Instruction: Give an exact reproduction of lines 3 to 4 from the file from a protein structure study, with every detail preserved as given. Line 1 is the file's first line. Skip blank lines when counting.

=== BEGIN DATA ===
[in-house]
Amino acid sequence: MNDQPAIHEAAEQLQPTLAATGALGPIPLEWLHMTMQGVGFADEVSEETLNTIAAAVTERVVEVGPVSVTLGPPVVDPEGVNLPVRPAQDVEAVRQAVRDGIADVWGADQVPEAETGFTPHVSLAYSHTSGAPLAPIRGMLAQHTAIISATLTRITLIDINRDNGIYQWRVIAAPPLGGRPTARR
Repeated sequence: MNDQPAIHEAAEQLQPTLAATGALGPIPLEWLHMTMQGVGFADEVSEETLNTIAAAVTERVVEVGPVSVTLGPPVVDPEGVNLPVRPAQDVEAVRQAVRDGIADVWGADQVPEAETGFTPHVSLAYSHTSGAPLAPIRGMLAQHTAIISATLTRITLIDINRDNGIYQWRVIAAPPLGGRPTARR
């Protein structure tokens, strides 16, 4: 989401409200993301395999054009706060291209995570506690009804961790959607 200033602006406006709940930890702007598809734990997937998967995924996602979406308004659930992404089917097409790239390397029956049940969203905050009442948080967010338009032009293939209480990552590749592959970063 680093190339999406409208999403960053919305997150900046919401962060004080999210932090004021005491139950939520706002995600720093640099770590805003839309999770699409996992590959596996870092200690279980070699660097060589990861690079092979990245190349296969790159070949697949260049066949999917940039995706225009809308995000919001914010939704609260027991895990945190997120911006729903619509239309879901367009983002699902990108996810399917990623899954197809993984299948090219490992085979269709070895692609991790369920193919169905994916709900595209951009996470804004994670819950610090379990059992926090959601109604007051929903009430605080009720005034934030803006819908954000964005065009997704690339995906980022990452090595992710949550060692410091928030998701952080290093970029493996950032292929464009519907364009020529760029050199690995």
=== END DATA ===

Repeated sequence: MNDQPAIHEAAEQLQPTLAATGALGPIPLEWLHMTMQGVGFADEVSEETLNTIAAAVTERVVEVGPVSVTLGPPVVDPEGVNLPVRPAQDVEAVRQAVRDGIADVWGADQVPEAETGFTPHVSLAYSHTSGAPLAPIRGMLAQHTAIISATLTRITLIDINRDNGIYQWRVIAAPPLGGRPTARR
């Protein structure tokens, strides 16, 4: 989401409200993301395999054009706060291209995570506690009804961790959607 200033602006406006709940930890702007598809734990997937998967995924996602979406308004659930992404089917097409790239390397029956049940969203905050009442948080967010338009032009293939209480990552590749592959970063 680093190339999406409208999403960053919305997150900046919401962060004080999210932090004021005491139950939520706002995600720093640099770590805003839309999770699409996992590959596996870092200690279980070699660097060589990861690079092979990245190349296969790159070949697949260049066949999917940039995706225009809308995000919001914010939704609260027991895990945190997120911006729903619509239309879901367009983002699902990108996810399917990623899954197809993984299948090219490992085979269709070895692609991790369920193919169905994916709900595209951009996470804004994670819950610090379990059992926090959601109604007051929903009430605080009720005034934030803006819908954000964005065009997704690339995906980022990452090595992710949550060692410091928030998701952080290093970029493996950032292929464009519907364009020529760029050199690995």